poetry Young Americans for Freedom
Young Americans for Freedom
By Lee Rossi
There we were, four or five seminarians, in the back
of the auditorium, almost spilling over the lip
of the mezzanine, waiting for the man of the moment
to appear. He was a Jew, and we his sworn enemies—
politics make strange bedfellows, that’s what I was
told—and before we’d lose our country to godless
Communists, we’d makes allies of the Devil
and his spawn. That sounded okay to me, although
I’d never met an atheist, much less a Communist.
The Devil, however, was familiar, a constant companion,
always urging me to take another path, constantly
pointing out how narrow the high wire I trod, how deep
the drop. I stared at the hats, the nets, the bald spots
below me. The music crescendoed and there he was,
the Senator from Arizona, polished, patrician, silver-
haired, tribune of the gainfully retired, refugees
from the Snow Belt, its frostbite and cinders.
We are surrounded by enemies, he told us,
not just in Asia and Europe, but in our own country,
people who would take our homes and businesses,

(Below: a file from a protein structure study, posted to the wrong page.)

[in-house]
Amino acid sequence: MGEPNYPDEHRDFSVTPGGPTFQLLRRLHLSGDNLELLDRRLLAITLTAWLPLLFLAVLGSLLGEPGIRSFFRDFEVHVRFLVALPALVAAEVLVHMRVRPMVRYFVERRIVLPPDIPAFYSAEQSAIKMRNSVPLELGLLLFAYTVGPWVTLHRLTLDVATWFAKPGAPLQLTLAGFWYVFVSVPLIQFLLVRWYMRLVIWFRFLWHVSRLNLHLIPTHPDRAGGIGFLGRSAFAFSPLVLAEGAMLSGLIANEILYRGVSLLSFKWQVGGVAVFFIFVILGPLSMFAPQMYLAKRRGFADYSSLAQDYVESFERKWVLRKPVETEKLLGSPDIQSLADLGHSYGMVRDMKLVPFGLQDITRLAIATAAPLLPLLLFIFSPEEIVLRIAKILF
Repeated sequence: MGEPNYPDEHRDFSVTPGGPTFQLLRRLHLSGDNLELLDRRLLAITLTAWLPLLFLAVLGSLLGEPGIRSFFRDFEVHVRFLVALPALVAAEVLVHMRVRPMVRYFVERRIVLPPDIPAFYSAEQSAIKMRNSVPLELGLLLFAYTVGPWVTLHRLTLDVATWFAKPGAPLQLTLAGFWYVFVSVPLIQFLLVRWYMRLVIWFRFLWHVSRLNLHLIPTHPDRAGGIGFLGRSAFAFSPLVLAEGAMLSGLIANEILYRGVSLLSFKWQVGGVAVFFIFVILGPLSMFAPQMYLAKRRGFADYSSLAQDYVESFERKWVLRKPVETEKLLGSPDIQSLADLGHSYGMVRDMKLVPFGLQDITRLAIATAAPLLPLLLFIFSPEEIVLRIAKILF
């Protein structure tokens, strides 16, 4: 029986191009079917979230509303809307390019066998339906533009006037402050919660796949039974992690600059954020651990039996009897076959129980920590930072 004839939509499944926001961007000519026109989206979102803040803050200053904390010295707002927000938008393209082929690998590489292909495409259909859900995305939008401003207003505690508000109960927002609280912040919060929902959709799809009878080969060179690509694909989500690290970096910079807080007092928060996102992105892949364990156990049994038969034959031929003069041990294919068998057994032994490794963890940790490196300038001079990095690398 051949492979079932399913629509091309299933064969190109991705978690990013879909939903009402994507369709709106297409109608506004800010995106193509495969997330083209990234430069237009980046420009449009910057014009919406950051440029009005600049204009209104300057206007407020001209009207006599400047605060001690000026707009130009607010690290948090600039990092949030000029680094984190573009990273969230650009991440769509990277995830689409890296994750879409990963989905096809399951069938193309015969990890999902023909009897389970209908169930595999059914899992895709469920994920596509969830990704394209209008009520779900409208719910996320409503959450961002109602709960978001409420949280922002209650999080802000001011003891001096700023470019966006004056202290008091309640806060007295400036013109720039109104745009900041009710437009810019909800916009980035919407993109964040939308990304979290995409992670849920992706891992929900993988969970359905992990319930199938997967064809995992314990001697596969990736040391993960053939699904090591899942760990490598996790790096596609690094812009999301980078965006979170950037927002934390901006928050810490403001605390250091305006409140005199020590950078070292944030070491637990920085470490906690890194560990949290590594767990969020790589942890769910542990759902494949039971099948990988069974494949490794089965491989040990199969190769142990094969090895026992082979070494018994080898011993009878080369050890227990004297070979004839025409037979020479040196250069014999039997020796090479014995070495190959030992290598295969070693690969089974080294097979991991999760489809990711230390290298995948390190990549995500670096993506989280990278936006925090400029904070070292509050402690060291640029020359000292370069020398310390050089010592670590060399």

take away our beliefs, troublemakers
who wanted to sit next to us at lunch counters,
who would force us to accept them as equals.
Freedom is a gift we have to protect from those
jealous of our freedoms. I’d learned enough
about the Virtue of Selfishness to know that taxes
are bad, that government saps your moral strength,
Delilah clipping Samson’s hair. We’d been taught to look
in the mirror and see Satan. We had so many names for evil:
beatniks and homosexuals, secularism and civil rights,
the UN, the Federal Reserve—so many lions,
so few Daniels. Water cannons and police dogs
weren’t enough, not riot police nor even Bull Connor
spitting into a bull horn—when would we realize
that all our weapons would never save us,
not until we declared war on America?
Lee Rossi’s latest collection of poetry is Darwin’s Garden.